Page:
So the Melia Habana. We were not aware such luxurious resorts were available for just $50 a night! Had I not come with Lora there would be no chance to stay in such a place. Regardless, we have pretty much decided to stay here for the entire week instead of heading down to Trinidad. I think I will head there for sure during the week on my own.
We arrived at 1 p.m. and were already pretty spent from such early wake-up time, so Lora and I spent the day tanning and resting the immense pool. At around 5:30 p.m. a synchronized swimming team came by to practice in the pool. We took that as our cue to prep for dinner, which we had in the hotel’s Italian restaurant. There are a network restaurants in the basement, all situated around the waterfalls and pleasant, lagoon-like courtyard. There’s also a cigar room, which we will certainly try out tonight.
We paid an extra $70 for a view of the ocean and are quite happy with it! Our “twin” beds are actually double beds. We have a little patio, along with couches. Our marble bathroom even has a badet (that weird toilet you use to wipe your butt). I was eager to see what kinds of television programs were available on TV, and quite surprised to discover half of our 40 channels were American stations. I got excited when I flipped past a Spanish-dubbed episode of “Alias.” (I also watched “Alias” in Spanish when I was in Villa de Leyva, Colombia – go Sydney Bristow!). About ten channels are in English. There are also French and Chinese stations.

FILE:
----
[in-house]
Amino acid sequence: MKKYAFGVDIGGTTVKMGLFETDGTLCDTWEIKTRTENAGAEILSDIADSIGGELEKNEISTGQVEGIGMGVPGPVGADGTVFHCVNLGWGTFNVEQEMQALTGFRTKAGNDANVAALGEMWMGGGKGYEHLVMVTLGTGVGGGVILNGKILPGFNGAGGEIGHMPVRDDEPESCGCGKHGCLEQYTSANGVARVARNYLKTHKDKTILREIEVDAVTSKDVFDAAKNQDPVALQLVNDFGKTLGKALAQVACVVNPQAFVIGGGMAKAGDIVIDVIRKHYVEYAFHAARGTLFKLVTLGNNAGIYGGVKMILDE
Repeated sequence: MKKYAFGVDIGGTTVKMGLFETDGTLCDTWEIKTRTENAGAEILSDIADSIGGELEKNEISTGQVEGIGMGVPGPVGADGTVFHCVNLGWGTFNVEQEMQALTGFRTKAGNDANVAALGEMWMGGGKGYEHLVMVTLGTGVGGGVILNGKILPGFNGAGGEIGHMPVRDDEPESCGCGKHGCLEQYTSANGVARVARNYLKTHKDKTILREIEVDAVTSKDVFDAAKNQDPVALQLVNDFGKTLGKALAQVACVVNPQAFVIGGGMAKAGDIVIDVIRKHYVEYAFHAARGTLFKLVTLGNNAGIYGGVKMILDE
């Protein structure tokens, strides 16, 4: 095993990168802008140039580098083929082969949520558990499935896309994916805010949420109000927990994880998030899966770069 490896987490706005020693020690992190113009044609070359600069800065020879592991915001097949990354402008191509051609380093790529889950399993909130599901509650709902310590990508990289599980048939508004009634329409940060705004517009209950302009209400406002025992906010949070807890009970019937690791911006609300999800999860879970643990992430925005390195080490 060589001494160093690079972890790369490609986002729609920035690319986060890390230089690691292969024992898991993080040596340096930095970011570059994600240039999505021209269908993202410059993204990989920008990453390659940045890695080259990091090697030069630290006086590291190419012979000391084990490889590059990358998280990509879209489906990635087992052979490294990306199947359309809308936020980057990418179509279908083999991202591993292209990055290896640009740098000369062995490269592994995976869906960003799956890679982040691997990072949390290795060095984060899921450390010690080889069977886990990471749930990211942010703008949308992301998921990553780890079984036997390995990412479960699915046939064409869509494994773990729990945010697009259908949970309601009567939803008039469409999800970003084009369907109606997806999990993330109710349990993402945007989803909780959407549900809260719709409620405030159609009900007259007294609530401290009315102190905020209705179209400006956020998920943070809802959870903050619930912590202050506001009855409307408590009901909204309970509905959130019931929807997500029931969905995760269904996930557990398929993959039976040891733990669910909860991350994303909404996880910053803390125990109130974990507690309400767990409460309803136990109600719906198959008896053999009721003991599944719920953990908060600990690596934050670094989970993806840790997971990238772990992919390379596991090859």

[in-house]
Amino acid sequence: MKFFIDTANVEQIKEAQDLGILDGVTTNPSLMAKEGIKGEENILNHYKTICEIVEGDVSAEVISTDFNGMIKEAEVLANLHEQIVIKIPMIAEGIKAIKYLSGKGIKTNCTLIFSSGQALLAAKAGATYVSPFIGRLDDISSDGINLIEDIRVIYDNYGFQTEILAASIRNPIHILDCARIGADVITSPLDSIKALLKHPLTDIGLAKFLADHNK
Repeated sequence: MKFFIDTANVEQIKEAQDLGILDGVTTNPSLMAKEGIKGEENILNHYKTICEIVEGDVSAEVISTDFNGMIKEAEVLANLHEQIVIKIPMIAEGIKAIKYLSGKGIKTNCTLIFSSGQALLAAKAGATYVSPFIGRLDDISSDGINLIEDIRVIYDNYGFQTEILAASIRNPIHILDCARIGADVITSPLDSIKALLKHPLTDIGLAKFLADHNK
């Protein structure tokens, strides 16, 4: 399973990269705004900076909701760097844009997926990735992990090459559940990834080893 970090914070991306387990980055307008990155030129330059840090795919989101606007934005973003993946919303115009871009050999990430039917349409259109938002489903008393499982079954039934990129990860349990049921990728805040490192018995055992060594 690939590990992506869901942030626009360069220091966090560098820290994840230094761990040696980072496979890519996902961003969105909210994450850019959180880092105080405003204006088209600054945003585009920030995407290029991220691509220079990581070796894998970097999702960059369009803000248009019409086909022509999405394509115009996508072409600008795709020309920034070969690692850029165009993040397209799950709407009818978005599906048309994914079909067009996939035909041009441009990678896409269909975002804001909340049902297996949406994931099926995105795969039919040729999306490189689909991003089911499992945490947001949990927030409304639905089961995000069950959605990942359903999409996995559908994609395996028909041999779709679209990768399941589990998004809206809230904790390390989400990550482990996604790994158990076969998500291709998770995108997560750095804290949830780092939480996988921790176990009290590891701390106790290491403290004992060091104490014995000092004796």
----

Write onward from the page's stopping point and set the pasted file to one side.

I had a really nice pesto and shrimp pasta and tiramisu for dinner – a bit of a splurge at $20 convertibles. By 8 p.m. Lora and I were pretty spent. We decided to retire early-ish. I purchased an hour of WiFi for $8 whopping convertibles. I have a feeling internet will be much more reasonable in town.
Now, a word on changing money in Cuba. I was warned that there are two currencies here in Cuba and that one is practically useless to tourists. This is indeed true: tourists use “convertibles” (or CUC); locals use “pesos” (or CUP). I was SHOCKED to find that the conversion from convertible to Western currencies QUITE steep here (not in our favor, either) – particularly here at the Melia, where I’ve exchanged $400 Canadian dollars for $280 convertibles. When I researched it online, it seemed the convertible was roughly equal to the U.S. dollar, but here, the conversion is very askew! 1 convertible is 80 U.S. cents. here at the Melia and 70 Canadian cents. I’m better off spending my Canadian money first before my U.S. dollars, as Cuba-Canada money conversion is far more favorable.
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